Facebook and Twitter, along with other Internet companies, have chosen not to participate in an Internet blackout to protest the proposed SOPA and PIPA laws, although giant web encyclopedia Wikipedia did.
Major Internet companies, like AOL, eBay, Mozilla, Zynga, Facebook and Twitter are not willing to risk a day's worth of revenue and angry users to protest the proposed bills, according to Reuters.
"Closing a global business in reaction to single-issue national politics is foolish," Twitter chief executive Dick Costolo tweeted over the weekend.
He followed with a statement that the company would continue to take an active role in opposing the bill.
Twitter is just one of the sites that is protesting the bills, but won't black out its Website.
In November 2011, eBay, Facebook, Google and Twitter wrote to lawmakers opposing the bill.
While Facebook has not made the decision to blackout their site, it is against the act. Instead of shutting down, there are pages on Facebook designed to encourage users to blackout their profile picture in support of the protest against SOPA. They also ask users sign petitions fighting the proposed bill, according to Dbtechno.com.
Internet companies that oppose the legislation argue that it undermines innovation and free speech rights and compromises the functioning of the Internet, according to Reuters.
Internet companies such as Wikipedia, Reddit and Google are either shutting down their website, or making changes and will instead put up information about the Stop Online Piracy Act (SOPA) and the Protect Intellectual Property Act (PIPA).
A Google spokeswoman said that they are against the bills because they ask American companies to censor the Internet in response to foreign rogue Websites, according to a Reuters report.
"Like many businesses, entrepreneurs and Web users, we oppose these bills because there are smart, targeted ways to shut down foreign rogue websites without asking American companies to censor the Internet," said the Google spokeswoman. "So (Wednesday) we will be joining many other tech companies to highlight the issue on our US home page."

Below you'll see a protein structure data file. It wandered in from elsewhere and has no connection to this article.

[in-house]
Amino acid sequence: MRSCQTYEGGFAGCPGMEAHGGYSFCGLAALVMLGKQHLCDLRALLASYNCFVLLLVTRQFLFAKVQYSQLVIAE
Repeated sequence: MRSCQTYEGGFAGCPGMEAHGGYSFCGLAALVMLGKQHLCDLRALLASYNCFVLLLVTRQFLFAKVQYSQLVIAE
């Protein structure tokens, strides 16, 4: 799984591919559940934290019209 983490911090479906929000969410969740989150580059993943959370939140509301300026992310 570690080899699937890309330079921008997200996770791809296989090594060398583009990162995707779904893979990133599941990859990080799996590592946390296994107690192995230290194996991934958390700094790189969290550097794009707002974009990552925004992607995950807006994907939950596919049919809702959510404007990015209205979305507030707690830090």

Google will still run its search engine, but it has its logo blacked out and displays a message saying, "Tell Congress: Please don't censor the web."
SOPA and PIPA were designed to limit access and payments to overseas Websites that traffic in stolen content or counterfeit groups. This has been a major priority for entertainment companies, publishers and pharmaceutical firms. They feel the laws are important because it would control piracy, which they say costs them billions of dollars a year.
In actuality, the bills could severely limit the ability of Internet users in the U.S. to access information, especially via social networking sites, which typically allow users to repost content across the Web.
Former Senator Chris Dodd, who is currently with the Motion Picture Association of America, calls the blackout a gimmick and wants its supporters to "stop the hyperbole and PR stunts and engage in meaningful efforts to combat piracy," according to a Reuters report.
Chairman of the House Judiciary Committee and sponsor for SOPA, Lamar Smith, said that the blackout promotes fear instead of facts.
"Perhaps during the blackout, Internet users can look elsewhere for an accurate definition of online piracy," Smith said.
According to an article in Forbes, participation in the blackout from Facebook and Google could have crippled the bill.
Paul Tassi wrote that if those sites went dark and linked to pages explaining their issues with SOPA, and then had links for people to contact Congress, it would kill the bill. Tassi also said that national news, who avoided covering SOPA, would be forced into reporting about it if Google and Facebook went offline, making for a huge tech story.